I joined Medicalchain almost two years ago to work on the Android App for MyClinic.com. I then moved onto working to the back-end for MyClinic.com and, more recently, I have been dedicating more of my time developing new features for MyClinic Rooms.
What are the main challenges that you find yourself facing when developing?
The biggest challenge I find in being a developer is trying to find the balance between craftsmanship and engineering. On one hand, you get to be creative. On the other, there is not exactly a solution that works for every project.
Building software to be effective within complex human systems (such as healthcare) is not easy. It has to work 24/7, be fast, secure and flexible. Often, I find that the initial problem (which may have seemed very simple) quickly becomes very complex. In addition, the software has to be immensely robust to use, so that you can guarantee that it will work despite how the user will use it. So all-in-all, it can be quite daunting at times!
A final challenge is making engagement with the software enjoyable (which I find is often missed). Ultimately, we have to build something that people want to use. This is the most intangible requirement and really makes the difference from solving what you think is your users’ problem versus actually solving their problem.
What is it like working on healthcare technology? How is it different to other projects you have worked on?
I believe that the healthcare field has the best mix between an interesting domain with the potential to make new stuff as technology in healthcare is still a relatively new thing. This is the main reason why I enjoy working in this area so much.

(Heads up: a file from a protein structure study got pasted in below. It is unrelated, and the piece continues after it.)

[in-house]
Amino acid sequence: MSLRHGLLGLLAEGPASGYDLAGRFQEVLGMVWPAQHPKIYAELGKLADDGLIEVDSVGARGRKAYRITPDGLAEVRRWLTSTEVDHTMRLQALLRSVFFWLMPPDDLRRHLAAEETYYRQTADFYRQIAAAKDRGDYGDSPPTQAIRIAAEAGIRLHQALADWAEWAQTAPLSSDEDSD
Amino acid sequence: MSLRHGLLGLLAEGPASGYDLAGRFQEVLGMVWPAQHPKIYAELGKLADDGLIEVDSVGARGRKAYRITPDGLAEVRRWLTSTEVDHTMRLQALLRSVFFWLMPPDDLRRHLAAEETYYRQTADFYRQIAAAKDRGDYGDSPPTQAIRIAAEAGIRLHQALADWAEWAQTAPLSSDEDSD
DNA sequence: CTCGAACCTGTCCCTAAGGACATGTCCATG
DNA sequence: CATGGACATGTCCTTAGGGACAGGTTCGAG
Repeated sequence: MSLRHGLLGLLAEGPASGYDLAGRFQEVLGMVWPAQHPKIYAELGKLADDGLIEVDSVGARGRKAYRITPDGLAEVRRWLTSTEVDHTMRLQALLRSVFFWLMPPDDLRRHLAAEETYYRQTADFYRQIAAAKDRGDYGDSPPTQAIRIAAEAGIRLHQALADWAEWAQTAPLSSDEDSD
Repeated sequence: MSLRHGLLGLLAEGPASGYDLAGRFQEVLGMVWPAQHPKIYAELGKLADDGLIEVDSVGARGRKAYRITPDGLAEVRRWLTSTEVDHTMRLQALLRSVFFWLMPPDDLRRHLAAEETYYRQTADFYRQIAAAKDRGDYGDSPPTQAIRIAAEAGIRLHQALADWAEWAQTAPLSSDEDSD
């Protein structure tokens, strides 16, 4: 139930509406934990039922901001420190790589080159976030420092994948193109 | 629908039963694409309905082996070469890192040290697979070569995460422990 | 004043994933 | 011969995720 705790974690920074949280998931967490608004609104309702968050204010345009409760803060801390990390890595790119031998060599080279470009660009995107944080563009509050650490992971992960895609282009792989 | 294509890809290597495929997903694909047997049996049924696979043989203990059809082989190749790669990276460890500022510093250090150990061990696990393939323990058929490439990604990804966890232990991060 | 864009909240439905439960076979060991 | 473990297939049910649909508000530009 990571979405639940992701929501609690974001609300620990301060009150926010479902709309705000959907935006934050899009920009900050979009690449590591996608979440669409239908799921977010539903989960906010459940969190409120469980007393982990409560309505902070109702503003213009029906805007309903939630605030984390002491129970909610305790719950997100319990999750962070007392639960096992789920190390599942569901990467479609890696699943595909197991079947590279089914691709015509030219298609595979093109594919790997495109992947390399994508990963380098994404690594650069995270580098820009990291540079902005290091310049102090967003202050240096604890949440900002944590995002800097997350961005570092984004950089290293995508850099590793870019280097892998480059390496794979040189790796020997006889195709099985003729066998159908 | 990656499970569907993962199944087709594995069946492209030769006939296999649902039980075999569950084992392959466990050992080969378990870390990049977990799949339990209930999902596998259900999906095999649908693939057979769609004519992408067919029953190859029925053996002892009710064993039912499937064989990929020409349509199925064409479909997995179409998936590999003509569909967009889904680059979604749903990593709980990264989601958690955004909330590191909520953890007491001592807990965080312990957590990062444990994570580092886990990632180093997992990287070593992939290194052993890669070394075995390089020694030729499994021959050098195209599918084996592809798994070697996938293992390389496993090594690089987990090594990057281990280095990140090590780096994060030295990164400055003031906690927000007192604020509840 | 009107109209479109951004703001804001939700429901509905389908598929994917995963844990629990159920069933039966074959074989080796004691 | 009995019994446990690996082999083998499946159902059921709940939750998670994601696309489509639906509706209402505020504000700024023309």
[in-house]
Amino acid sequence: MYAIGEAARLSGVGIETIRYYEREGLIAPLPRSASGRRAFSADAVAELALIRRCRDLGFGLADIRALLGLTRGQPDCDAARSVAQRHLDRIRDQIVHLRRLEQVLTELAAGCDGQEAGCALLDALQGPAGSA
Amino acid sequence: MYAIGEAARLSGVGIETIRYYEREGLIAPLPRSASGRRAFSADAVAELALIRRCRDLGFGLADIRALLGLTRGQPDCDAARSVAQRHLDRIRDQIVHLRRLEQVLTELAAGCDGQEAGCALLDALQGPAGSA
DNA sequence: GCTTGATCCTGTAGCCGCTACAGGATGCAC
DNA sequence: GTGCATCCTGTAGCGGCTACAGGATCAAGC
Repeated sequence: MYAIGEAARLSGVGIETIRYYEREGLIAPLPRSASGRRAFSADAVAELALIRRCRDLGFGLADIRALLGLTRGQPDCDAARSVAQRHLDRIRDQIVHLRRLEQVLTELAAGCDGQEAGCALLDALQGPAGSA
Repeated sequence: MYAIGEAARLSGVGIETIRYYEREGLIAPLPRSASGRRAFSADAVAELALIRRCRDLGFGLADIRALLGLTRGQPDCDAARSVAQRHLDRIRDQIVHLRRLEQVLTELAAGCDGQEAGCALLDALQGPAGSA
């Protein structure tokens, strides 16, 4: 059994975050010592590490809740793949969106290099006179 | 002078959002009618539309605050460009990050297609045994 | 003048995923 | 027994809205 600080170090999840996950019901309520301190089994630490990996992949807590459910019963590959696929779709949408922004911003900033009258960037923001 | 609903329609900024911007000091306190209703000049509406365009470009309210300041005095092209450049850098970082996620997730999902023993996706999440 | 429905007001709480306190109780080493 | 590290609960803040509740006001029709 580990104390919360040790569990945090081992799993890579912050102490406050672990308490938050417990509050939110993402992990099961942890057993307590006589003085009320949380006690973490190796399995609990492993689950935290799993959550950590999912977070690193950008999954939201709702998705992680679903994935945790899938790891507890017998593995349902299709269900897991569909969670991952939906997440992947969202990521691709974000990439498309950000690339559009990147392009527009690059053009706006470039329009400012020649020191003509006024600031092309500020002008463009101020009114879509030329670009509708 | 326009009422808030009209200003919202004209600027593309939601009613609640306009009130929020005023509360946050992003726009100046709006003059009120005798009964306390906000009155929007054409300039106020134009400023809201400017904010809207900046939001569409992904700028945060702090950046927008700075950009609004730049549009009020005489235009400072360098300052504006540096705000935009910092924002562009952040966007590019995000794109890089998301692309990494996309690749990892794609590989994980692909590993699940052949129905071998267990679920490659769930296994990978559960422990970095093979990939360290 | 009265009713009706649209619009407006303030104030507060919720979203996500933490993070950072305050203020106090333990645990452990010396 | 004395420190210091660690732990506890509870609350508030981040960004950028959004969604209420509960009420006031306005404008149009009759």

My impression is that we are only beginning a new era of patients and doctors adapting to use technologies to provide better and more efficient healthcare. My experience with other fields is that it is harder to make an impact, mainly because there are so many large and established players.
Do you have any advice for any aspiring developers out there interested in this area?s
I would recommend developing an interest not just for the technical aspect of the job, but also for the domain of your work, whatever that might be.
This will often require your adventure into something that you do not know and never thought you should have known. Crucially, technology comes and goes. While it is good to be passionate about the technical details, at the end of the day, we should strive to make life easier for someone else. Only with the insight that you gain with that knowledge, you can make something unique and useful.
Thank you to everyone who has taken the time to ask us questions and engage with our communications team. If you have not had the chance to say hello yet, please click on one of the links!
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- About our formal launch of MyClinic.com with onboarding of new clinics.
- Partnerships within the NHS and private sector that we are very much looking forward to sharing with you all.
Thanks for reading the twenty-first newsletter of Inside Medicalchain. For more information on where to purchase our tokens (MTN), click here. Follow the development of Medicalchain on Facebook, Twitter, Instagram, and join the community on Telegram.